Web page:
Preheat the oven to 350° F (180° C) and prepare the filling by mixing the ricotta, eggs, sugar, corn starch and lemon zest together with a wire whisk until smooth.

Butter and flour a 9-11 inch or 26-28 cm. fluted-edge tart pan.  If you cannot find a tart pan, a round spring-form pan or a pie plate, will also work, although it is helpful to have a pan with a removable bottom.

Roll out the pasta frolla and lay it into the tart pan, pressing the bottom and sides tightly against the edges.  Pour the filling into the shell, and sprinkle the pine nuts over the top.

Bake at 350° F (180° C) for 30-35 minutes, just until the center is firm and does not wiggle when you gently shake the pan.

Allow to cool for 10 minutes, and use a tea strainer to sprinkle a layer of powdered sugar on top.

Download a pdf of the recipe Torta della Nonna

This entry was posted in Desserts and Baked Goods, Recipes and Wine Pairings and tagged , , , , , , , . Bookmark the permalink.

9 Responses to Torta della Nonna

  1. PolaM says:

    What a fantastic cake! I think it must be delicious!

  2. Frank says:

    This looks divine. And aptly named. My grandmother made something very similar, only without a crust. One of my dearest culinary memories…

  3. Lisa says:

    I remembered to buy the Pane degli Angeli on this last trip to Rome! Friends have invited us for brunch on Sunday; wouldn’t this be a lovely thing to take. @Frank–did your grandmother make hers around Easter, or all year? It is somewhat similar, if simpler, to Neapolitan Pastiera–wheat berry and ricotta “cake”, which my maternal grandmother (from Basilicata) would make at Easter.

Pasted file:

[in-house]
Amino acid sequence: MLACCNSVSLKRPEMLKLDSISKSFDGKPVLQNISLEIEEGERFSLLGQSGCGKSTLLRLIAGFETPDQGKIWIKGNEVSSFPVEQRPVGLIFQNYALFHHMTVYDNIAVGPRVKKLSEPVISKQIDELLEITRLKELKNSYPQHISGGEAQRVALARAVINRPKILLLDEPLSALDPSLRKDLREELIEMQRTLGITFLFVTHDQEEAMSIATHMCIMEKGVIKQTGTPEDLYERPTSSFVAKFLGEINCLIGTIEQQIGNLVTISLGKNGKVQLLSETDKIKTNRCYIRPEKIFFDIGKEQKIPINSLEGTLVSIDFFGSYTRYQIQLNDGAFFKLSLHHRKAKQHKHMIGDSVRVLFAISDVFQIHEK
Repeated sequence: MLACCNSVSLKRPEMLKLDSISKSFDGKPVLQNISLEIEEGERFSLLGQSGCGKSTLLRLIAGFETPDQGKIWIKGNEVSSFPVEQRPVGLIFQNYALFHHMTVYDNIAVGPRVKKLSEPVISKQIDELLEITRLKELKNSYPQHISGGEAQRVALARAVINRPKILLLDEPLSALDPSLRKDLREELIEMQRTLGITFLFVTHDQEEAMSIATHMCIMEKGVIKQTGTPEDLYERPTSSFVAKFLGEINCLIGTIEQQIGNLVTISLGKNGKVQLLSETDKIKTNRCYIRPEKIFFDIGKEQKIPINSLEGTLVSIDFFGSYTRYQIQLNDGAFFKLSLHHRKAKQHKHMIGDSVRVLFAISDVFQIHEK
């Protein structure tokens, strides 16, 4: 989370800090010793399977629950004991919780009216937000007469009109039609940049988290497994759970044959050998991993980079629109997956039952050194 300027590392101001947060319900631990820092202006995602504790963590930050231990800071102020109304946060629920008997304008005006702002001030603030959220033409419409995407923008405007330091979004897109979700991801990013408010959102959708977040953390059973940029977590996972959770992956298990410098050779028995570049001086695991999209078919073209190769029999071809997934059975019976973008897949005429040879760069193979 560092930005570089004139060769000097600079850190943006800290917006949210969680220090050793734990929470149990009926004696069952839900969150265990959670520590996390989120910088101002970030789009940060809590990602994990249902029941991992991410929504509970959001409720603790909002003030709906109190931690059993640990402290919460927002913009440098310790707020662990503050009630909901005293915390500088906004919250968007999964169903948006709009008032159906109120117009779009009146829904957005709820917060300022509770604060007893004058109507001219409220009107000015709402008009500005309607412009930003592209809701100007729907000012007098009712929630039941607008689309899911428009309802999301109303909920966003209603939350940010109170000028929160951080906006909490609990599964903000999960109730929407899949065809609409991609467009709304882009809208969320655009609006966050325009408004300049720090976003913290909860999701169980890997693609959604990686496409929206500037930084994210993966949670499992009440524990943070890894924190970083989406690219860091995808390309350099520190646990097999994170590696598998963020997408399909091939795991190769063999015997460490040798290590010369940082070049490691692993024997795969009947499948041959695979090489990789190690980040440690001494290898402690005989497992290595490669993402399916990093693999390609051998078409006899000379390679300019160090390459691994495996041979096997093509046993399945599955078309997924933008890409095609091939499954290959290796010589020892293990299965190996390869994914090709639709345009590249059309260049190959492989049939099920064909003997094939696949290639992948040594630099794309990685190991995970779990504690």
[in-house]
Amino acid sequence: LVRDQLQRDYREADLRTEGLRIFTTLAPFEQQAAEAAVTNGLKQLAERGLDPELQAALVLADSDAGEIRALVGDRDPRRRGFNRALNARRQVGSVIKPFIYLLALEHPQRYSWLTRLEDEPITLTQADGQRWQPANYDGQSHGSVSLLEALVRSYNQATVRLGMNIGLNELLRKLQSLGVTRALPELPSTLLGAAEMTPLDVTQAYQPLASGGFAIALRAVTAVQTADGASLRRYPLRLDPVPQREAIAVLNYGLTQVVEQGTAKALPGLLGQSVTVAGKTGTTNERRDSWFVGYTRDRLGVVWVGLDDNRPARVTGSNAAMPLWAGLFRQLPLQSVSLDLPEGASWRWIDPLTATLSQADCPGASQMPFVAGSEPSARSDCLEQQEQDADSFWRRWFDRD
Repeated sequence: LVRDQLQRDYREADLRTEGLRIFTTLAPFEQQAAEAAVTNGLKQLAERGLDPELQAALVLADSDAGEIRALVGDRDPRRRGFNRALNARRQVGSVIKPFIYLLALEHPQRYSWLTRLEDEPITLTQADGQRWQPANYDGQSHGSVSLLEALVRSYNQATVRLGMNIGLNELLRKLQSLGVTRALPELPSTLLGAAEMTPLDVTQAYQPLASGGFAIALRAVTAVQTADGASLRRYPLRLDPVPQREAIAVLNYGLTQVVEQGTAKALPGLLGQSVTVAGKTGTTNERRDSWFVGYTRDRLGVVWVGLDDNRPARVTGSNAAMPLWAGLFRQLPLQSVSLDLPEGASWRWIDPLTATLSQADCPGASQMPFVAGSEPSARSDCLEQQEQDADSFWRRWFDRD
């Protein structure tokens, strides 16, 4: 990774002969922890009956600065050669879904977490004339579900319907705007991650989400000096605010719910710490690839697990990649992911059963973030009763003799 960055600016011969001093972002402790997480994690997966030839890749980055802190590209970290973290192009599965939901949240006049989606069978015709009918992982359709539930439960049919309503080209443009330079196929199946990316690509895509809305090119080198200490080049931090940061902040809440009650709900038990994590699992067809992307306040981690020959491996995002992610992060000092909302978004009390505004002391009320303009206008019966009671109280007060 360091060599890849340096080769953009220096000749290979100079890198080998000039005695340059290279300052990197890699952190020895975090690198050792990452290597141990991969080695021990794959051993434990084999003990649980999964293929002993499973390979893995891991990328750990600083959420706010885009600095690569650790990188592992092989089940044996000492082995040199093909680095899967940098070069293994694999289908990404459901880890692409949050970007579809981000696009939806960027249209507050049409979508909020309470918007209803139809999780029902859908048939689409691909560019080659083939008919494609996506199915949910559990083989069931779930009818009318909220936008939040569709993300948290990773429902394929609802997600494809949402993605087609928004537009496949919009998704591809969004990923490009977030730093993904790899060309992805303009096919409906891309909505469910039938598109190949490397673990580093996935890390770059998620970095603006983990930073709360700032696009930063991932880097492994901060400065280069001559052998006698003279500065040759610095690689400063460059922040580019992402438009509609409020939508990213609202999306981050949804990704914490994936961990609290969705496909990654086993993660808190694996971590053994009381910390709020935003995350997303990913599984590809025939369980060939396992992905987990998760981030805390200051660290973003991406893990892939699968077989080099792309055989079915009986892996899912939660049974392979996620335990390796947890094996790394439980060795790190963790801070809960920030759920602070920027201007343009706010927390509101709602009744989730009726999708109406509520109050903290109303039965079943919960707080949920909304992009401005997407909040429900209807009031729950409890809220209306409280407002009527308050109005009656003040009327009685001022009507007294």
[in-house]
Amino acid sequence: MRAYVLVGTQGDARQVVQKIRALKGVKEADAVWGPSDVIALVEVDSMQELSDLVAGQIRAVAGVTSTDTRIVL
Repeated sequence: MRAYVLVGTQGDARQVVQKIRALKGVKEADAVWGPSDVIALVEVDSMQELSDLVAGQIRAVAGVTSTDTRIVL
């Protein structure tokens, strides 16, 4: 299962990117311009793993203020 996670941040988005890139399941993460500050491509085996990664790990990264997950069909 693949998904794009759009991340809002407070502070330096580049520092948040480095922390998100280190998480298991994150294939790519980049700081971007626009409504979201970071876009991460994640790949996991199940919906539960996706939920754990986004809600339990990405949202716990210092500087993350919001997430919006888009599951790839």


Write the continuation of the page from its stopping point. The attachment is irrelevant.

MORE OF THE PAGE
4. duespaghetti says:

    It is similar to the pastiera. As you said, Lisa, the pastiera uses “grano cotto” and if I recall correctly, also “canditi” or candied citrus peel. I think the torta della nonna has a more delicate flavor than the pastiera, although they are both delicious. We’ve made pastiera a few times, but I admit it’s never quite as good as those we ate back in Italy.

  5. CatKay says:

    I made this for Christmas! It was light, lovely and delicious. Torta Della Nonna has always been my favorite Italian dessert and this recipe brought back wonderful memories of Italy. Grazie!

  6. duespaghetti says:

    Prego, CatKay! We are so glad that Torta della Nonna graced your Christmas table. It is one of our favorites – we’ve made it a few times this winter and it is always a hit.

  7. Pingback: Crostata alla Nutella | Due Spaghetti

  8. Pingback: La pastiera napoletana, an Italian Easter Tart | Due Spaghetti

Leave a Reply

Fill in your details below or click an icon to log in: Logo

You are commenting using your account. Log Out /  Change )

Google+ photo

You are commenting using your Google+ account. Log Out /  Change )

Twitter picture

You are commenting using your Twitter account. Log Out /  Change )

Facebook photo

You are commenting using your Facebook account. Log Out /  Change )


Connecting to %s